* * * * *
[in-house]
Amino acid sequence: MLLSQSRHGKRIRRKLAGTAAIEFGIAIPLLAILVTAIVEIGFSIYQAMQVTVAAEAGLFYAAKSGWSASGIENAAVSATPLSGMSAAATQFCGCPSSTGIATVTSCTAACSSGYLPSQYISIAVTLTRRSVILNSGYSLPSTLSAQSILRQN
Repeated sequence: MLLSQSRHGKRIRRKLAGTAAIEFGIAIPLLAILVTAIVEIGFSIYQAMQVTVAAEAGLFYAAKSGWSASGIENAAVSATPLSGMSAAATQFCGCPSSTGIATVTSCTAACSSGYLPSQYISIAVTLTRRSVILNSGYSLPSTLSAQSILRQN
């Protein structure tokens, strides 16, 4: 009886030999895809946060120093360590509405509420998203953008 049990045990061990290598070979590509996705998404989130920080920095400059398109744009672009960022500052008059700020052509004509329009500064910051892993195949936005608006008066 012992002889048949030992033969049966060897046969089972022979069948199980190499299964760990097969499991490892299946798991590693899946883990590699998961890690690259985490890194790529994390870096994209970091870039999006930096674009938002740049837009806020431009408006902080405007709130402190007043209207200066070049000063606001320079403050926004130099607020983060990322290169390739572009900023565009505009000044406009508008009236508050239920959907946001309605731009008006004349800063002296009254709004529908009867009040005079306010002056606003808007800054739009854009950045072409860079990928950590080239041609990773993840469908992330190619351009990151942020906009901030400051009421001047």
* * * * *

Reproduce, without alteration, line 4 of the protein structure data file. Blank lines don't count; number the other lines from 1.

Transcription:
């Protein structure tokens, strides 16, 4: 009886030999895809946060120093360590509405509420998203953008 049990045990061990290598070979590509996705998404989130920080920095400059398109744009672009960022500052008059700020052509004509329009500064910051892993195949936005608006008066 012992002889048949030992033969049966060897046969089972022979069948199980190499299964760990097969499991490892299946798991590693899946883990590699998961890690690259985490890194790529994390870096994209970091870039999006930096674009938002740049837009806020431009408006902080405007709130402190007043209207200066070049000063606001320079403050926004130099607020983060990322290169390739572009900023565009505009000044406009508008009236508050239920959907946001309605731009008006004349800063002296009254709004529908009867009040005079306010002056606003808007800054739009854009950045072409860079990928950590080239041609990773993840469908992330190619351009990151942020906009901030400051009421001047």